Peninsula Fly Fishers

The Soft Hackle Charlie
by Mike McGuire
The Soft Hackle Charlie is a variant of  the classic soft hackle wet fly. The classic soft hackles are typically tied with silk floss for the body. When it gets wet, it darkens and turns translucent as are the bodies of aquatic insects. According to various sources, just the right kind of silk floss is: A. very hard to find, or B. no longer made by the manufacturer who sells and inferior substitute. Rather than struggle with this I took the translucent body of  Crazy Charlie bonefish fly, which is Krystal Flash over wrapped with Vinyl Rib or similar materials. I cribbed The trailing shuck of Antron, Zelon or similar from soft hackle guru Sylvester Nemes' book  Soft Hackled Fly Imitations. Actually the Charlie is a tying style with possible color variants.  So far, I have used brown and olive versions with considerable success. I have done well with these flies especially in the smaller sizes on the Firehole and Madison in Yellowstone and the Henry's Fork last September, and then at Hat Creek and Hot Creek in California in October. Lately the concept of a "royal" version occurred to me so that's included, although not tested.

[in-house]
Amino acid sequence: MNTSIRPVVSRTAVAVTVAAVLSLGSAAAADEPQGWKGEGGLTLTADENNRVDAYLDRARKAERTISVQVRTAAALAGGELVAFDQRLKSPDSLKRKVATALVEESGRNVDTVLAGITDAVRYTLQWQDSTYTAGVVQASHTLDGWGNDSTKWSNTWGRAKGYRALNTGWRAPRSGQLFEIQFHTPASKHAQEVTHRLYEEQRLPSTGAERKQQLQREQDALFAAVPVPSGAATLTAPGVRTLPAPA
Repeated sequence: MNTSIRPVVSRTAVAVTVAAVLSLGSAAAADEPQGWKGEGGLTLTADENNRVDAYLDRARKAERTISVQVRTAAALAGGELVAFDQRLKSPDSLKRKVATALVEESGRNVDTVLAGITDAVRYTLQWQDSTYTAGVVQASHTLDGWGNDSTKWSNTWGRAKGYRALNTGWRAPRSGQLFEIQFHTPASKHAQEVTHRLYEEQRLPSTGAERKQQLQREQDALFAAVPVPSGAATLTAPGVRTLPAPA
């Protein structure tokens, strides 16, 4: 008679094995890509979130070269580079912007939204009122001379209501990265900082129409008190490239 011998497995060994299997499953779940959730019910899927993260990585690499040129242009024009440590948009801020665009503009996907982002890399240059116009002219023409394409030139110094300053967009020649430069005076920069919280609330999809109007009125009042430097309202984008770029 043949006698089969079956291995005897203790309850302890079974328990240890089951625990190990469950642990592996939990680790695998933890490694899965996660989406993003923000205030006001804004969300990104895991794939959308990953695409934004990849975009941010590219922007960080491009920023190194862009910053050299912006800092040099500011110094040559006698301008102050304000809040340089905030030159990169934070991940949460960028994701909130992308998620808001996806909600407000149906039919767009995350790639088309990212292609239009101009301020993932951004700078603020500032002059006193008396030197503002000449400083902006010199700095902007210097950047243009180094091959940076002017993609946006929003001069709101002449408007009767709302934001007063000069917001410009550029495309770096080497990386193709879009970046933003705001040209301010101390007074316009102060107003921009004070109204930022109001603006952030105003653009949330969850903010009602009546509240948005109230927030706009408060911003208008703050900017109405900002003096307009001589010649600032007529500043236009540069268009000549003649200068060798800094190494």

Brown Soft Hackle Charlie• Brown Soft Hackle Charlie
    hook: 14-20 dry or wet fly, normal length.
    thread: brown 8/0.
    hackle: brown partridge or hen.
    body: gold Krystal Flash painted with brown Sharpie or
                Pantone marker,  over wrapped with amber Vinyl Rib (small).
    tail: yellow or brown Antronundefinedsparse, 8-10 fibers for a 14, fewer for
            smaller hooks.
    thorax: brown or gray ostrich herl spun in a dubbing loop.

Olive Soft Hackle Charlie• Olive Soft Hackle Charlie